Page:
We hear a lot these days about leadership skill. Scores of books describe it. Expensive seminars espouse newly discovered principles of it and portray examples of successful practitioners. Presidential candidates accuse each other of lacking it. Journalists talk as though they would recognize it if they saw it, but haven’t lately. Likewise, pastors and churches seek managerial ability with high expectations of the transformations it will produce. I know of one seminary that has crammed the whole of theology and Church History into one class in order to have more room in the curriculum for “practical” management classes. “Churches do not care about the doctrine of the Trinity,” I was told, or words to that effect. “What churches want is someone who has people skills and knows how to handle money.”
The depression-era Marx brothers film entitled “Horse Feathers” portrayed visionary leadership in-depth. Groucho played the forty-ninth president of a fifty-year-old college. He inspired the students and faculty with his inaugural address by recalling his successes in his previous position: “My last college was a total failure when I went there. I was flat on my back. We put our axes to the grindstone and our shoulders to the wheel. Six months later — I was flat on my back again.”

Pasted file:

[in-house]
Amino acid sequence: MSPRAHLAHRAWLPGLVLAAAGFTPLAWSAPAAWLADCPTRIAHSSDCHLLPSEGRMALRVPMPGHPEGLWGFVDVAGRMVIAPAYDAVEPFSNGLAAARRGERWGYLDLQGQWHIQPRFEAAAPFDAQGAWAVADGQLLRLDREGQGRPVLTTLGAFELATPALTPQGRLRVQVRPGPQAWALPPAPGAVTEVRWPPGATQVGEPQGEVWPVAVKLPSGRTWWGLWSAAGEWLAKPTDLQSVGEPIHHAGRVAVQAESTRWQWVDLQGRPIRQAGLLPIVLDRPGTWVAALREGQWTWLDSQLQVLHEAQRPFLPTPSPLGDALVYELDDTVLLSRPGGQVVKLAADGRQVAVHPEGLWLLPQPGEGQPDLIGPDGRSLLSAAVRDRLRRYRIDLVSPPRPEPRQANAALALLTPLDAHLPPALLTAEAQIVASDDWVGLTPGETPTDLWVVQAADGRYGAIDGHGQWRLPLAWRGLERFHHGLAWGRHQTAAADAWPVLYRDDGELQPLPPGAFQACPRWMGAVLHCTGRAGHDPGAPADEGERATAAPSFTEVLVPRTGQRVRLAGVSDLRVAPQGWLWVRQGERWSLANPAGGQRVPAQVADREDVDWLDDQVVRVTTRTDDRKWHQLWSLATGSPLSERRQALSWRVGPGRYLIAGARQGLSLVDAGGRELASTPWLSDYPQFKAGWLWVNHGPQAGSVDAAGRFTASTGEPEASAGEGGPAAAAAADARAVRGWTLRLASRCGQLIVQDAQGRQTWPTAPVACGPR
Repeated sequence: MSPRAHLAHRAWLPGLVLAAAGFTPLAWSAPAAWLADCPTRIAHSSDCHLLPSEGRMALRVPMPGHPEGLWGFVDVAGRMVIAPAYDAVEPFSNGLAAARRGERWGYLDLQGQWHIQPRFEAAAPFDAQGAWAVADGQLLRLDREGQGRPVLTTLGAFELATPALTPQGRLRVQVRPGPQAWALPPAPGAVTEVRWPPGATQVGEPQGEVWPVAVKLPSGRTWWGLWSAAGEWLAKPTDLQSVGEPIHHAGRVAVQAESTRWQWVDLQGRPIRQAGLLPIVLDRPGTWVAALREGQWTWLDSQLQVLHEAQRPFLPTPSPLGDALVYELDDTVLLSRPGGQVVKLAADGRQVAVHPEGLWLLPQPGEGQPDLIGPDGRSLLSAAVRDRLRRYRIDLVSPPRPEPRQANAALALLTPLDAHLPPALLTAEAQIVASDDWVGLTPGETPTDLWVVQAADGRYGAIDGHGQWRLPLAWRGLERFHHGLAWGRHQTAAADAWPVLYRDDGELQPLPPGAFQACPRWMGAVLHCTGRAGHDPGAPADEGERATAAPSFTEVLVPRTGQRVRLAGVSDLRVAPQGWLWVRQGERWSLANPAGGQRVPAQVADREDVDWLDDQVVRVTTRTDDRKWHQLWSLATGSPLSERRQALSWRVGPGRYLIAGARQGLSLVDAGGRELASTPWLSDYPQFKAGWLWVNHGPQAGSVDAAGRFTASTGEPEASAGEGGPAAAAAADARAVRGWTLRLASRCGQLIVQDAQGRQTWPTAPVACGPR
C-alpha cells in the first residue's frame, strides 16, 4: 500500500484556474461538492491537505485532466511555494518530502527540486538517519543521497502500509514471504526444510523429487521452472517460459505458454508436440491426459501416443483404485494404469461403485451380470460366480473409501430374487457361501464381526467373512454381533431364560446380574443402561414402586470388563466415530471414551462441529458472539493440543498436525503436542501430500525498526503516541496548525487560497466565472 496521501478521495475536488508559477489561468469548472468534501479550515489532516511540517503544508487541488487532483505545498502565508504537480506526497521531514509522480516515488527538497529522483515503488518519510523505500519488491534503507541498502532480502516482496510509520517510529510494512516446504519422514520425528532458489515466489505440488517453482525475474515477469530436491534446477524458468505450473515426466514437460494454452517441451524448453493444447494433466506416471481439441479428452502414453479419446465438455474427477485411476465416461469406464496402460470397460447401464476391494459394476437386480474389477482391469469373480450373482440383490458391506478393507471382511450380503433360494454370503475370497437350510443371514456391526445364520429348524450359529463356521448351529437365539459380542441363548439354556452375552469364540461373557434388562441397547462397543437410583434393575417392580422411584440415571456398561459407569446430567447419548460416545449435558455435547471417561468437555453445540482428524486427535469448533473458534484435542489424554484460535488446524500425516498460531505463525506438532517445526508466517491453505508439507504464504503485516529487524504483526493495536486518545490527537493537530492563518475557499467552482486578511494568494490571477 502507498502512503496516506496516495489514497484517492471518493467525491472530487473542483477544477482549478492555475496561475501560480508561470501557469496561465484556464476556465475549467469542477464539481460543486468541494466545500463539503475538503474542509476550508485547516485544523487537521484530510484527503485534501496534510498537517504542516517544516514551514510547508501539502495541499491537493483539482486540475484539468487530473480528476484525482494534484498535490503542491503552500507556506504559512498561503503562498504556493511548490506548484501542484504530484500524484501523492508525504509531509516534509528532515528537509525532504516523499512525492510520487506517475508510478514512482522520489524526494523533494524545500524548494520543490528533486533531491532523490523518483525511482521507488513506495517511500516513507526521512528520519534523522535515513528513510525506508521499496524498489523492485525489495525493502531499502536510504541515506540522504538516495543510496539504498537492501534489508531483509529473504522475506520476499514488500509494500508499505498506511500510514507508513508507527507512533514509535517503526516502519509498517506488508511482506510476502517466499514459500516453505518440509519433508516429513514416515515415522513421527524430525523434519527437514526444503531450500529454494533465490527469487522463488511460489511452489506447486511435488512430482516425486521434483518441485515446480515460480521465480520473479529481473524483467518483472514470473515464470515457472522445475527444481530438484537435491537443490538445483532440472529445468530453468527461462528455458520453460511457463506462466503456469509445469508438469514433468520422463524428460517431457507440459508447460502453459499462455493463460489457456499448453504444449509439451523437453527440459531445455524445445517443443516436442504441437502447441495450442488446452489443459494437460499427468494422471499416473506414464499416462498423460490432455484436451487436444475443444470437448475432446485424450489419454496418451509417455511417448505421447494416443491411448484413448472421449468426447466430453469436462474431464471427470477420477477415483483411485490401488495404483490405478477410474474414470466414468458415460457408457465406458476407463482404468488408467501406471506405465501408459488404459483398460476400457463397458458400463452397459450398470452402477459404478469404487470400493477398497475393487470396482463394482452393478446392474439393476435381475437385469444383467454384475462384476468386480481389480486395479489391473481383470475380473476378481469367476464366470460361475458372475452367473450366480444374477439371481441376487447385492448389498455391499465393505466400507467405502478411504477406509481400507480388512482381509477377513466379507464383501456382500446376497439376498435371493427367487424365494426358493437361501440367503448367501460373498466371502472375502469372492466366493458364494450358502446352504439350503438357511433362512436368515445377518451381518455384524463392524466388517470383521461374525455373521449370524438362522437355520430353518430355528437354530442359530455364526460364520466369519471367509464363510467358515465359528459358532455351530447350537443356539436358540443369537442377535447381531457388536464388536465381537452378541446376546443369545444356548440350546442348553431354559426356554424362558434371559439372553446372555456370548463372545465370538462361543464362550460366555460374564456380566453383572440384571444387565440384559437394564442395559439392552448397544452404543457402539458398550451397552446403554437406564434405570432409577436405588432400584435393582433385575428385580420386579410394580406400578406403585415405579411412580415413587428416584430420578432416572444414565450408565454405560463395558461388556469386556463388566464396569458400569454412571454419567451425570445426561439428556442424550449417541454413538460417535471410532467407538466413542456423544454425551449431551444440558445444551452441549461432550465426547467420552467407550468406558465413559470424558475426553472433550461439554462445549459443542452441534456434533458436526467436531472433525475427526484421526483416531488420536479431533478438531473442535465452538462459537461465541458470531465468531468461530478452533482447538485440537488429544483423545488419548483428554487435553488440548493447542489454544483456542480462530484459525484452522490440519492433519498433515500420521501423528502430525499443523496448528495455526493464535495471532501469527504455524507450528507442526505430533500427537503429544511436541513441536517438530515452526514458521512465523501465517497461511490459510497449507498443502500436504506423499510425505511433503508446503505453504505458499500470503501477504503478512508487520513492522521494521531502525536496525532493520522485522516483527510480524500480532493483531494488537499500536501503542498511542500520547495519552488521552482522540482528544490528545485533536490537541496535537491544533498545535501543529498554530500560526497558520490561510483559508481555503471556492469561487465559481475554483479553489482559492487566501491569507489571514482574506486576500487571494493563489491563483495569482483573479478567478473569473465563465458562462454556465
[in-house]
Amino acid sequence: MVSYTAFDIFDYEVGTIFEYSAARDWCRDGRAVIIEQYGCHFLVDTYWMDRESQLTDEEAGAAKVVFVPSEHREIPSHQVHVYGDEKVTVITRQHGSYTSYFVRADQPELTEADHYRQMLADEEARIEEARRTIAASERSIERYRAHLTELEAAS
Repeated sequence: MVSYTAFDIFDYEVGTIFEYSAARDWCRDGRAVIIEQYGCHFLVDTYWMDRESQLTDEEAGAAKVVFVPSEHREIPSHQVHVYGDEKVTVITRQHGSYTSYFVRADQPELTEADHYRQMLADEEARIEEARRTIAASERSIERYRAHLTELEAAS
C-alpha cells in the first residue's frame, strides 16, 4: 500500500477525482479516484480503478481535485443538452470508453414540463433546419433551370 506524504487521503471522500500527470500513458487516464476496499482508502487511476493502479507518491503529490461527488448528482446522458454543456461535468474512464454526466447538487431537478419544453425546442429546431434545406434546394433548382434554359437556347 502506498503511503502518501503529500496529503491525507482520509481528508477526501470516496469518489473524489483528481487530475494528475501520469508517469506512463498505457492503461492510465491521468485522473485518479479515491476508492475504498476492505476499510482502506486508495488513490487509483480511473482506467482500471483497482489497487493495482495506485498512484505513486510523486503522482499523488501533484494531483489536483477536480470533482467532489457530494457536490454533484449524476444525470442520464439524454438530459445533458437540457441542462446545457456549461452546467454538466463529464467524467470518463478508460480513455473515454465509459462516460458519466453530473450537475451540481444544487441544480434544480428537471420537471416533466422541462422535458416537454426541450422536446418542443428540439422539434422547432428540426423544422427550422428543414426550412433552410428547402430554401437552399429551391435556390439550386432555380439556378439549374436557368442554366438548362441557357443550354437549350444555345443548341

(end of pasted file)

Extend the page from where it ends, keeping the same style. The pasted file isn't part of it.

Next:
A fine tribute to what leadership skill can accomplish with diligence and cooperation. Are there no limits to its potential? What a contrast President Groucho provides to such unvisionary leaders of the past as King Jehosaphat. 2 Chronicles 20 tells us that, faced with big trouble from Edom, Jehosaphat assembled the whole country together to fast and seek the Lord. Publicly enumerating his troubles before God, he concluded, “We are powerless before this vast multitude that comes against us. We are at a loss what to do, hence our eyes are turned toward you”. (2 Chronicles 20:12) That is no way to get elected or remain in office.
Too bad that Jehosaphat didn’t know our newly discovered leadership principles. All he had going for him was that the Lord heard his prayer and delivered him out of all his troubles. At the end of his days it was said that Jehosaphat “unswervingly did what was right in the Lord’s sight”. Small consolation.
So, “let’s put our axes to the grindstone and our shoulders to the wheel” and see how far our own efforts will take us.